Although a torch ring is used in several embodiments of the disclosure, it is contemplated that the torch ring could be eliminated. In such an embodiment, the inner nut is turned down until the inner nut either engages the mantle directly or is spaced slightly above the mantle.

After the inner nut is moved into the desired position, each of the set of jackscrews are installed in an axial bore. In the embodiment including a conventional torch ring, the jackscrews are each rotated until a contact end of each of the jackscrews contacts the torch ring. Each jackscrew is rotated further such that the torch ring is moved away from the inner nut and the set of jackscrews combine to exert a downward force on the torch ring which is opposed by the reactionary locking force between the inner nut and the head assembly. Preferably, the jackscrews are tightened incrementally in a star pattern to exert an evenly applied downward force on the mantle. In the contemplated embodiment in which the torch ring is eliminated, the jackscrews contact the mantle directly.

Once the jackscrews are properly torqued, the outer nut is rotated on the threaded interface with the inner nut until the bottom face surface of the outer nut engages the torch ring. When the bottom face surface engages the torch ring, the outer nut is in the proper holding position. In the contemplated embodiment in which the torch ring is eliminated, the outer nut is rotated into direct contact with the mantle.

Once the outer nut is in the proper holding position, each of the jackscrews can be removed such that the outer nut holds the locking nut assembly in place. Preferably, the jackscrews are removed in an incremental star pattern to avoid creating overloads on the last jackscrews to be removed. The jackscrews are removed from the inner nut to avoid damage that can occur to the jackscrews during use of the crusher. The relatively small area of surface contact between the jackscrews and the torch ring can damage the jackscrews if the jackscrews are left in place during operation of the crusher. When the outer nut is in the proper position and the jackscrews removed, the reactionary locking force is now created by the outer nut rather than the jackscrews. In this manner, the jackscrews are inserted to create the locking force and removed once the outer nut is tightened down into contact with the torch ring or mantle.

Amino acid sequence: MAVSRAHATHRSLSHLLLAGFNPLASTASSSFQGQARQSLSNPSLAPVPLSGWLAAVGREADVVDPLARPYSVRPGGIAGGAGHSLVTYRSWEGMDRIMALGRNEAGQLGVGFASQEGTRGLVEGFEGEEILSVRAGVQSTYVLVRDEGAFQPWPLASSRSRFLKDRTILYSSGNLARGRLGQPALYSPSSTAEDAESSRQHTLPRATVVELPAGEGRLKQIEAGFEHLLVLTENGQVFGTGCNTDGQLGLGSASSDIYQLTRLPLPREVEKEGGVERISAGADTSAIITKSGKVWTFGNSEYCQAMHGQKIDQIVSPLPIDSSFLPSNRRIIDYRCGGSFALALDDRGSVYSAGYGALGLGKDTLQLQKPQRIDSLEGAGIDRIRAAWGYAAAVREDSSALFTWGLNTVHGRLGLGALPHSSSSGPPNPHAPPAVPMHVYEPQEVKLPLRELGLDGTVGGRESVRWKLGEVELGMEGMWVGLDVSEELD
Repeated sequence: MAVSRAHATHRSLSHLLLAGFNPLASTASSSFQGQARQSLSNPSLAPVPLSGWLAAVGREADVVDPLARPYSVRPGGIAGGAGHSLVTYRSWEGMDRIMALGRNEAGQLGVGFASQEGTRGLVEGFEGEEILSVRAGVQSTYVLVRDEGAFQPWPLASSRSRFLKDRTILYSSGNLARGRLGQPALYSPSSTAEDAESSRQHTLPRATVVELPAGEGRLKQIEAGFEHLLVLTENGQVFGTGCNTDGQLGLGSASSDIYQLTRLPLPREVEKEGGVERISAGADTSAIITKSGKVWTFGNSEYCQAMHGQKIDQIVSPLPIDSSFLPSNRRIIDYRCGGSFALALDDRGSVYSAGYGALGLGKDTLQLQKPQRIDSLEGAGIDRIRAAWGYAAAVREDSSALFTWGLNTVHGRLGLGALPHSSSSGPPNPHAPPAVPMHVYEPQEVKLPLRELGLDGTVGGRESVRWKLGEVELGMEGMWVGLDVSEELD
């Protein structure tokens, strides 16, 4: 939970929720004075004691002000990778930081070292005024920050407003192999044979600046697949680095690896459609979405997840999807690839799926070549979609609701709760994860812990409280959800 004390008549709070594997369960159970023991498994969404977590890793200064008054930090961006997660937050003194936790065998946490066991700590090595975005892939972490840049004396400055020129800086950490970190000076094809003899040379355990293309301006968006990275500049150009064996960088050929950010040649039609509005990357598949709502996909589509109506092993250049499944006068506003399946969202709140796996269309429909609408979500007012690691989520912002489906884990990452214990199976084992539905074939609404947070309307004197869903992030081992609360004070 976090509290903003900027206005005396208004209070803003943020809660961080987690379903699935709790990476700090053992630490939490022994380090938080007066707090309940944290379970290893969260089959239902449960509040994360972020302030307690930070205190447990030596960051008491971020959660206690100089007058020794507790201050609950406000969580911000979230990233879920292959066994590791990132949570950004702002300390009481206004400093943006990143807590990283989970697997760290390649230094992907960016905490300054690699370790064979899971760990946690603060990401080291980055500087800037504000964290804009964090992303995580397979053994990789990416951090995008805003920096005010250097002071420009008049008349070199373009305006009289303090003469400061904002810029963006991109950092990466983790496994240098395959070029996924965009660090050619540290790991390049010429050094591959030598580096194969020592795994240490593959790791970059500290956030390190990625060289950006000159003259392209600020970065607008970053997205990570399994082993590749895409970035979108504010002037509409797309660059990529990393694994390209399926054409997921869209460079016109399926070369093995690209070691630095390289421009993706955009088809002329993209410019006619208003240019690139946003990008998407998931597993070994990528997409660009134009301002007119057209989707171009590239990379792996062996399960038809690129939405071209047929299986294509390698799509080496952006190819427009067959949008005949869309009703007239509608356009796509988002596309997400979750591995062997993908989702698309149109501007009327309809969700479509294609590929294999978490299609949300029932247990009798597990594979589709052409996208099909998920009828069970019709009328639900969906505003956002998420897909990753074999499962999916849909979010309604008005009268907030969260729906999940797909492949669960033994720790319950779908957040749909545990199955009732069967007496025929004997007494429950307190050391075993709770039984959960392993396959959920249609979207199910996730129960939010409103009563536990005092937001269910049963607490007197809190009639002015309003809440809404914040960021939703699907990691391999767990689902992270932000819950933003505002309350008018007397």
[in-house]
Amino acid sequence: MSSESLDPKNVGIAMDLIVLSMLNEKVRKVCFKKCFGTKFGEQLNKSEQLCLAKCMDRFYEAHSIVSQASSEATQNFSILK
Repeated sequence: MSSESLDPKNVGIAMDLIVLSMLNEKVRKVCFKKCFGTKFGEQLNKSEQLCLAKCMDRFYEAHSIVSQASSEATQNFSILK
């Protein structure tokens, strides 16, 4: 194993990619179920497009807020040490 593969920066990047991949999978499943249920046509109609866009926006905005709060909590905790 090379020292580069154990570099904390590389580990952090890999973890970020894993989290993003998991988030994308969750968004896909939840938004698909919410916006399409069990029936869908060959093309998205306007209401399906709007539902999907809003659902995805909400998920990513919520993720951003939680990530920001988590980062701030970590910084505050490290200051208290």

Various other features, objects and advantages of the invention will be made apparent from the following description taken together with the drawings.

BRIEF DESCRIPTION OF THE DRAWINGS

The drawings illustrate the best mode presently contemplated of carrying out the disclosure. In the drawings:

FIG. 1 is a partial section view of a cone crusher including the locking nut assembly of the present disclosure;

FIG. 2 is an exploded perspective view of the locking nut assembly;

FIG. 3 is a perspective, assembled view of the inner and outer nuts with the jackscrews installed;

FIG. 4 is a partial section view of the locking nut assembly prior to installation on the head assembly of the cone crusher;

FIG. 5 is a partial section view illustrating the initial position of the locking nut assembly on the head assembly;

FIG. 6 is a partial section view illustrating the position of the jackscrews within the inner nut of the locking nut assembly;

FIG. 7 is a partial section view illustrating the tightening of the jackscrews to create the locking force;

FIG. 8 is a partial section view illustrating the downward movement of the outer nut along the inner nut and into contact with the torch ring;

FIG. 9 is a partial section view illustrating the removal of the jackscrews;

FIG. 10 is a partial section view illustrating the installation of both the cover plate and the feed plate to the locking nut assembly;

FIG. 11 is a section view of an alternate embodiment of the mantle and locking nut assembly; and

FIG. 12 is a section view of another alternate embodiment of the mantle and locking nut assembly.

DETAILED DESCRIPTION OF THE INVENTION

FIG. 1 illustrates a cone crusher 10 that is operable to crush material, such as rock, stone, or mineral or other substances. The cone crusher 10 includes a mainframe 12 having a lower flange 14. The cone crusher 10 can be any size rock crusher or include any type of crusher mantle. Lower flange 14 rests upon a platform-like foundation that can include concrete piers (not shown), a foundation block, a steel platform or other supporting member. A central hub 16 of the mainframe 12 includes an upwardly diverging tapered bore 18. The bore 18 is adapted to receive a main shaft 20.